Cookies on this website
We use cookies to ensure that we give you the best experience on our website. If you click 'Continue' we'll assume that you are happy to receive all cookies and you won't see this message again. Click 'Find out more' for information on how to change your cookie settings.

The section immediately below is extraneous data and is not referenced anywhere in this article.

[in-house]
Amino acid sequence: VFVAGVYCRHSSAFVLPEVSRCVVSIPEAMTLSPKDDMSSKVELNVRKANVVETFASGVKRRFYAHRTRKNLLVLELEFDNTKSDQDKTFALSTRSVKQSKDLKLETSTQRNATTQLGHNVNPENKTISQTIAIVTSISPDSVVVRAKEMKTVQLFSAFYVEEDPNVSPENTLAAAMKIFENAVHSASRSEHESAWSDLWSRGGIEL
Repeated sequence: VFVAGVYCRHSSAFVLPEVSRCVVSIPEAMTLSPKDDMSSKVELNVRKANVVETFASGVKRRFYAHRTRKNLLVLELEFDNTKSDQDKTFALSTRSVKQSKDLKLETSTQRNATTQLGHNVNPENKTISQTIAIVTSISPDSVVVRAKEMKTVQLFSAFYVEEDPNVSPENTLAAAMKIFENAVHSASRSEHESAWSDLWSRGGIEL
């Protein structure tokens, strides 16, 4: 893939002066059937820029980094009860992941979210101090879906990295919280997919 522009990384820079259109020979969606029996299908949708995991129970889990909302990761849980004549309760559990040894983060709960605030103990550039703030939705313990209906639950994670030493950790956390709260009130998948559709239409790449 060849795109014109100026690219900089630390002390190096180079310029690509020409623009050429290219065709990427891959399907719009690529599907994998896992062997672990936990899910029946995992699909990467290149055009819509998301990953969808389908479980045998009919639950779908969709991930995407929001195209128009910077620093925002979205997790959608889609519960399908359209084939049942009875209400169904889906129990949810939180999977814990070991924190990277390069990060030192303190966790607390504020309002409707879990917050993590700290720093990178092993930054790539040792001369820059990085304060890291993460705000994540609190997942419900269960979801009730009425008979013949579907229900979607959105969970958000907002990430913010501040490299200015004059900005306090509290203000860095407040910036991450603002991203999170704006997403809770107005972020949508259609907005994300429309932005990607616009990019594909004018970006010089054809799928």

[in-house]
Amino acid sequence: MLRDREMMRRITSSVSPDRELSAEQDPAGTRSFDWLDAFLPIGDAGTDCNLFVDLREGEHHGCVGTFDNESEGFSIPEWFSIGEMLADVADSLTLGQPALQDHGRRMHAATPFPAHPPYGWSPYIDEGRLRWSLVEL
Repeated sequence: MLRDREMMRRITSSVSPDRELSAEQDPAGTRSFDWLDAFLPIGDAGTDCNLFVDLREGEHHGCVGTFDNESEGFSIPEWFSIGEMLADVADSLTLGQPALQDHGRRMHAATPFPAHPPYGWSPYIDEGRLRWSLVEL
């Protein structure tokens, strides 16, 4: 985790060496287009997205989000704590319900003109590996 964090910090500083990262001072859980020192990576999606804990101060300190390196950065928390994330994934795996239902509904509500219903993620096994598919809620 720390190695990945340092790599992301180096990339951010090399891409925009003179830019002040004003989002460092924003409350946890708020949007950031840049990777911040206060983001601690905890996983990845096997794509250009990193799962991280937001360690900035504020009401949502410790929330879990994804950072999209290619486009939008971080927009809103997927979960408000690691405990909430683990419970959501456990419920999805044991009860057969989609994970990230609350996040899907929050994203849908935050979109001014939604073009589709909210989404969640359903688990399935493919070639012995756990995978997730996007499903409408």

It has been claimed that working memory training programs produce  diverse beneficial effects. In this talk I will presents a meta-analysis of  145 working memory training studies that have examined transfer to other measures.  Immediately following training there were reliable improvements on similar to the tasks that were trained. However for more far transfer measures such as nonverbal ability, verbal ability, word decoding, reading comprehension, arithmetic there was  no convincing evidence of any reliable improvements when working memory training was compared to a treated control condition. These results seriously question the practical and theoretical importance of current computerized working memory programs as methods of training working memory skills. I will discuss the results in the light of the general debate that has been concerning effects from working memory and cognitive training, and also look into how publication bias influence these studies.